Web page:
From an Esquire Magazine essay in the 1930s entitled "Essay on Jiggling," I give you the wisdom of George A. McNamara:
Although the meaning of the word is clear and definite, it is difficult to describe the jiggle because it is an integral part of the intricate succession of exercises by which women propel themselves from one spot to another. ... A jiggle occurs when some portion of the body, having been left behind when a major portion was in motion and wishing to catch up, gives a sprightly bounce. In its anxiety not to be left alone, it overleaps its proper position and finding itself without support from the main body, it quickly retires too far, whereupon a secondary jiggle ensues. It is all liveliness and eagerness and gaiety. And as some parts are sliding back while others are catching up, each in its own tempo and arc, yet all somehow holding to the central movement, the effect is indescribably spirited and jolly.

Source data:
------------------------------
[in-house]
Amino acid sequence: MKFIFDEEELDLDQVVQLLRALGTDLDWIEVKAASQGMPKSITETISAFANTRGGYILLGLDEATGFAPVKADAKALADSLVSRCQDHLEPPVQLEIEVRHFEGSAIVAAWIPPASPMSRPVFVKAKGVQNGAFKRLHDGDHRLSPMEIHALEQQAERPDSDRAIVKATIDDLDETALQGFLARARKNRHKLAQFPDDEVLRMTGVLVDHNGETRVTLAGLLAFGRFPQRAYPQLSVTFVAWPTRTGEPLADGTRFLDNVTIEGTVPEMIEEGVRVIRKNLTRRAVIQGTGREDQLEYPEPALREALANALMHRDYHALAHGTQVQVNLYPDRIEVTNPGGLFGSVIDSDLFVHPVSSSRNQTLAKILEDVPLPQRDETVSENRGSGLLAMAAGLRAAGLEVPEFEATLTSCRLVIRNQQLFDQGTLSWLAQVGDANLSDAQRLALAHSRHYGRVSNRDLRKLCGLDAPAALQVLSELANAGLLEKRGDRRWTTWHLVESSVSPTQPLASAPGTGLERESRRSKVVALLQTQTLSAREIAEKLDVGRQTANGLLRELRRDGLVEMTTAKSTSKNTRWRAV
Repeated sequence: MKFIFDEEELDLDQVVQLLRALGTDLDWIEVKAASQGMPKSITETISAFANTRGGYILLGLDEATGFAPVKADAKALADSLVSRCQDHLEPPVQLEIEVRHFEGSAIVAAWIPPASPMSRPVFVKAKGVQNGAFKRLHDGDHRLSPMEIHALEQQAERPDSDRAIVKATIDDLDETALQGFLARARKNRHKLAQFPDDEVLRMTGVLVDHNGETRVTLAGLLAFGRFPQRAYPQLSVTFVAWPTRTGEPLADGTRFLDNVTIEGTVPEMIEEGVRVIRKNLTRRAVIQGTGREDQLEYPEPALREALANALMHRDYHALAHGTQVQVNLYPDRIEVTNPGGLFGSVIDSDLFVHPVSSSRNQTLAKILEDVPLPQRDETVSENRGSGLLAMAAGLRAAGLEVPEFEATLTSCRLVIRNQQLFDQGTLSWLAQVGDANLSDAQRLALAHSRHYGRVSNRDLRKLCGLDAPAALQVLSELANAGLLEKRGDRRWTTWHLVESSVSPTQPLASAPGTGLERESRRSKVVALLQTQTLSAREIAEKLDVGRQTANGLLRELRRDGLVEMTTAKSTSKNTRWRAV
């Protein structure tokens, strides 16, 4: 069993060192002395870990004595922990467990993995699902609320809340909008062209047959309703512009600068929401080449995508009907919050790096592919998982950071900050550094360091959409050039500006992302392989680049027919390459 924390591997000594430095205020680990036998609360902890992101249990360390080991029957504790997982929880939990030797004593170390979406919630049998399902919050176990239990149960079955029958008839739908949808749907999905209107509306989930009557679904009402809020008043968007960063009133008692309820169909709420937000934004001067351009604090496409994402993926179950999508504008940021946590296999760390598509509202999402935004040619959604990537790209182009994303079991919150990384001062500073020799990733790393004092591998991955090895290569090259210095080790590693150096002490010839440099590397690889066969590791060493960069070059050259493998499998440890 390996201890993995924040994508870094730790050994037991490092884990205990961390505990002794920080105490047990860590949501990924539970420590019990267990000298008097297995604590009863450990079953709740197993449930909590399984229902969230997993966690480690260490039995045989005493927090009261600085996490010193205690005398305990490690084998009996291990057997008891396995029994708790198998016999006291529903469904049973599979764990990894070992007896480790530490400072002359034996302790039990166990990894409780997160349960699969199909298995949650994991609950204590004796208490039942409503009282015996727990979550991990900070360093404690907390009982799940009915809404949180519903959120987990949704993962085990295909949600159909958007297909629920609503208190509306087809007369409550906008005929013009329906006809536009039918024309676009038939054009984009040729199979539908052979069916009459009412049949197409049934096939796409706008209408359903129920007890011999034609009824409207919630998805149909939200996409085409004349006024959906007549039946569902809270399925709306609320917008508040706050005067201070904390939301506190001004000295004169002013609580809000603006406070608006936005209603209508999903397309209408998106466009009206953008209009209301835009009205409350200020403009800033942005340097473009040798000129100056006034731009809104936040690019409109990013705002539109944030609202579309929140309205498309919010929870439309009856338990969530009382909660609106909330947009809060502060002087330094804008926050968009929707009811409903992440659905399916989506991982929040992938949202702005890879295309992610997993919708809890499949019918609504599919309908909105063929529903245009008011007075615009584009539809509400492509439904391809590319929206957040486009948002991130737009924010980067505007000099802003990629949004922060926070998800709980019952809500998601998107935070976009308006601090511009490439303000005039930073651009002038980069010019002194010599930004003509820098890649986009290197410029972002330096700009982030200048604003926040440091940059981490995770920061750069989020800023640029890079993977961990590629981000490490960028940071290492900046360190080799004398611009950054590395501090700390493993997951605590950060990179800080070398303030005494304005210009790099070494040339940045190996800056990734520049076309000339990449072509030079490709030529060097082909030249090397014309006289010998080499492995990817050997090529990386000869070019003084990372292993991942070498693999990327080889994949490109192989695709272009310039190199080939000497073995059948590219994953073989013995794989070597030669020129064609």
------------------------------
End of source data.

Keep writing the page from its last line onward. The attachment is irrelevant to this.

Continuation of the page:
To illustrate, I offer the efforts of Suzanne Pritchard:
Sadly, these efforts were not (to the best of my knowledge) ever captured properly in motion.